Shaina: Sometimes it is really hard, because a lot of these people are your friends, so sometimes they don’t take you seriously. Like, there is a player in my team who’s very good, but gets angry very easily. Sometimes it’s very difficult to control her, and I have to be very harsh with her and tell her that she can’t do this no matter how good a friend she is to me, because this is not going to work. So it’s very difficult, you know, to keep it professional and keep your friend circle aside as you go through matches and training and other stuff. Other than that, I think you need to be strong and gentle at the same time, because if you’re harsh all the time, people will just end up hating you. You have to help them achieve everything.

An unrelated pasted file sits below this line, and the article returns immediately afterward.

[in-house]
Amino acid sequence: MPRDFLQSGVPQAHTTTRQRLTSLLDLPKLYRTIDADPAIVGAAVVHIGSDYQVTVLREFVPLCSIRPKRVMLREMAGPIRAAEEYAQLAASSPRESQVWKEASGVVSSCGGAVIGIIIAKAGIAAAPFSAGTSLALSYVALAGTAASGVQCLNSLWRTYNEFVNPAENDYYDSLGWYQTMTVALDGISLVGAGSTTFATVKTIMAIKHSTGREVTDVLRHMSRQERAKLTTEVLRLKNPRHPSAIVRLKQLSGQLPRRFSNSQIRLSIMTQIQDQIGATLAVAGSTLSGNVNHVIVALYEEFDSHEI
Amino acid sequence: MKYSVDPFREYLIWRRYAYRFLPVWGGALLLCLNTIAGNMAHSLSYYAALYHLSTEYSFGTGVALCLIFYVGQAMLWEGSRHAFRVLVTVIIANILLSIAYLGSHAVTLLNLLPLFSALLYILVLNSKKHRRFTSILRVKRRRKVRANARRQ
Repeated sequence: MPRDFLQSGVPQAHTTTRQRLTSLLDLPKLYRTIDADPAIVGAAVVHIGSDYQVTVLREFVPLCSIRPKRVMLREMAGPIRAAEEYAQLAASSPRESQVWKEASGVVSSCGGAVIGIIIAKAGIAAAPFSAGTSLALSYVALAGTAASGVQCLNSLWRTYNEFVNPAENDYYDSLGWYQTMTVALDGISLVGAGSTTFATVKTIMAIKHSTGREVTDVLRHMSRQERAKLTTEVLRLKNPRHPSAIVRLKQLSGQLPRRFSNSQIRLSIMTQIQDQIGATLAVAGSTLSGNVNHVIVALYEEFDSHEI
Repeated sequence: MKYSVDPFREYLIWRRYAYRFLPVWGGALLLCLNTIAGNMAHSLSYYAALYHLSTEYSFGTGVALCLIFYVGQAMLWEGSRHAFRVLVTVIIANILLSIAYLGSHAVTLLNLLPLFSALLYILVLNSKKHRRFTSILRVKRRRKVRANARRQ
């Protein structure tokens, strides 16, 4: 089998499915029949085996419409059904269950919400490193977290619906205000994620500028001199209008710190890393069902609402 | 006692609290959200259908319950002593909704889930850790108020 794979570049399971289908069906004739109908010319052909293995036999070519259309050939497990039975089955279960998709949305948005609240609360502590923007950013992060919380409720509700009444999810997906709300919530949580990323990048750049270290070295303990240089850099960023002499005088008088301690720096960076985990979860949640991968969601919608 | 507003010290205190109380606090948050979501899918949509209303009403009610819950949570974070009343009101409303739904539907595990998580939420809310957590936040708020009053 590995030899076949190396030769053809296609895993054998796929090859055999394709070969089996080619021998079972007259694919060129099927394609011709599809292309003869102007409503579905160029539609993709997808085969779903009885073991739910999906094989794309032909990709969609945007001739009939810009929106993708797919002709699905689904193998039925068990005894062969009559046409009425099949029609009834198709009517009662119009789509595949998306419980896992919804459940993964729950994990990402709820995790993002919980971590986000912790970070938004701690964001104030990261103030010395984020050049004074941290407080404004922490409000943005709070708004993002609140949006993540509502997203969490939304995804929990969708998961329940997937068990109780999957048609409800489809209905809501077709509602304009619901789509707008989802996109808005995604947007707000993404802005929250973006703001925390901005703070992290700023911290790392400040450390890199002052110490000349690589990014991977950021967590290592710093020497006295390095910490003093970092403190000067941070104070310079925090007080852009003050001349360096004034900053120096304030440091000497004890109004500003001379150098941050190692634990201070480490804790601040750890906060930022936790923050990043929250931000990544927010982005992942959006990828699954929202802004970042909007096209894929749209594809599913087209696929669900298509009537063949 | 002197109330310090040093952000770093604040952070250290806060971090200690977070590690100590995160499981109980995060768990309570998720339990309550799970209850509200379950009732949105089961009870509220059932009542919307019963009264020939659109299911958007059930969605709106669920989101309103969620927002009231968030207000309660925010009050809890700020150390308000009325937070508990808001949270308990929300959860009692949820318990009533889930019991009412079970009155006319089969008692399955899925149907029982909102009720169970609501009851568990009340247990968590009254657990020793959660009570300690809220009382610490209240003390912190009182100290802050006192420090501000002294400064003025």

Rafay: I completely agree with her because that’s how it happens. We are all friends, and we’re in the team together, and when you eventually become captain, you have to keep things a little strict, and then people can take it the wrong way. So, sometimes you get the feeling that your friends aren’t happy with you, but it is something you just have to put up with.

Shaina: There have also been a lot of fun times too – for example, when we went to GIKI. So, whenever we go somewhere as a team it has also been a lot of fun and it is always nice

Talah: So, the scope of the tournaments you have participated in: is it mainly limited to the HEC?

Shaina: No, there are others which are open to all of Pakistan, have no age-barrier, or other requirements, like GIKI. There are also tournaments that are open to all in Lahore, so you can play in a lot of places.